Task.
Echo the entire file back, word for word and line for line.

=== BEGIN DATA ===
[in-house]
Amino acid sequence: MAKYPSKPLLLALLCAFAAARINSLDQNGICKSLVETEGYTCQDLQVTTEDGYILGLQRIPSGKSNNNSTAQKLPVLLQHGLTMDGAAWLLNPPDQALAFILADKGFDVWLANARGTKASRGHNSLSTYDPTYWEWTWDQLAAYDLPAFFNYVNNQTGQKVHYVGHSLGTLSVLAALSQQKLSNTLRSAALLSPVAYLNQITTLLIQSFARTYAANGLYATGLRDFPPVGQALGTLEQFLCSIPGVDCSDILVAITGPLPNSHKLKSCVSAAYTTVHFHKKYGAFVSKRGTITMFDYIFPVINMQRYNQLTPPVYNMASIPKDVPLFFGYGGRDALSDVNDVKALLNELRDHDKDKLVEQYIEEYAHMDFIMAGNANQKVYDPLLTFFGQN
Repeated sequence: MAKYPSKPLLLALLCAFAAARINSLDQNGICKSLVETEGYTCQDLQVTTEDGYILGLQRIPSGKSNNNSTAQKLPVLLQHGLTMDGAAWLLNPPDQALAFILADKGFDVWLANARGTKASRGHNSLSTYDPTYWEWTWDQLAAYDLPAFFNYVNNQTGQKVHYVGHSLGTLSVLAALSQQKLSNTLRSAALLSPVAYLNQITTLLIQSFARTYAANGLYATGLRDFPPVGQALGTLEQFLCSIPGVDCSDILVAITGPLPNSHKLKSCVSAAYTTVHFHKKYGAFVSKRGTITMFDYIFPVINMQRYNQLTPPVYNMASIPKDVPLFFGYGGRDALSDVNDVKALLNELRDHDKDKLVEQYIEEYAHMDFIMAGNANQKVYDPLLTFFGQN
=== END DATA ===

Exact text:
[in-house]
Amino acid sequence: MAKYPSKPLLLALLCAFAAARINSLDQNGICKSLVETEGYTCQDLQVTTEDGYILGLQRIPSGKSNNNSTAQKLPVLLQHGLTMDGAAWLLNPPDQALAFILADKGFDVWLANARGTKASRGHNSLSTYDPTYWEWTWDQLAAYDLPAFFNYVNNQTGQKVHYVGHSLGTLSVLAALSQQKLSNTLRSAALLSPVAYLNQITTLLIQSFARTYAANGLYATGLRDFPPVGQALGTLEQFLCSIPGVDCSDILVAITGPLPNSHKLKSCVSAAYTTVHFHKKYGAFVSKRGTITMFDYIFPVINMQRYNQLTPPVYNMASIPKDVPLFFGYGGRDALSDVNDVKALLNELRDHDKDKLVEQYIEEYAHMDFIMAGNANQKVYDPLLTFFGQN
Repeated sequence: MAKYPSKPLLLALLCAFAAARINSLDQNGICKSLVETEGYTCQDLQVTTEDGYILGLQRIPSGKSNNNSTAQKLPVLLQHGLTMDGAAWLLNPPDQALAFILADKGFDVWLANARGTKASRGHNSLSTYDPTYWEWTWDQLAAYDLPAFFNYVNNQTGQKVHYVGHSLGTLSVLAALSQQKLSNTLRSAALLSPVAYLNQITTLLIQSFARTYAANGLYATGLRDFPPVGQALGTLEQFLCSIPGVDCSDILVAITGPLPNSHKLKSCVSAAYTTVHFHKKYGAFVSKRGTITMFDYIFPVINMQRYNQLTPPVYNMASIPKDVPLFFGYGGRDALSDVNDVKALLNELRDHDKDKLVEQYIEEYAHMDFIMAGNANQKVYDPLLTFFGQN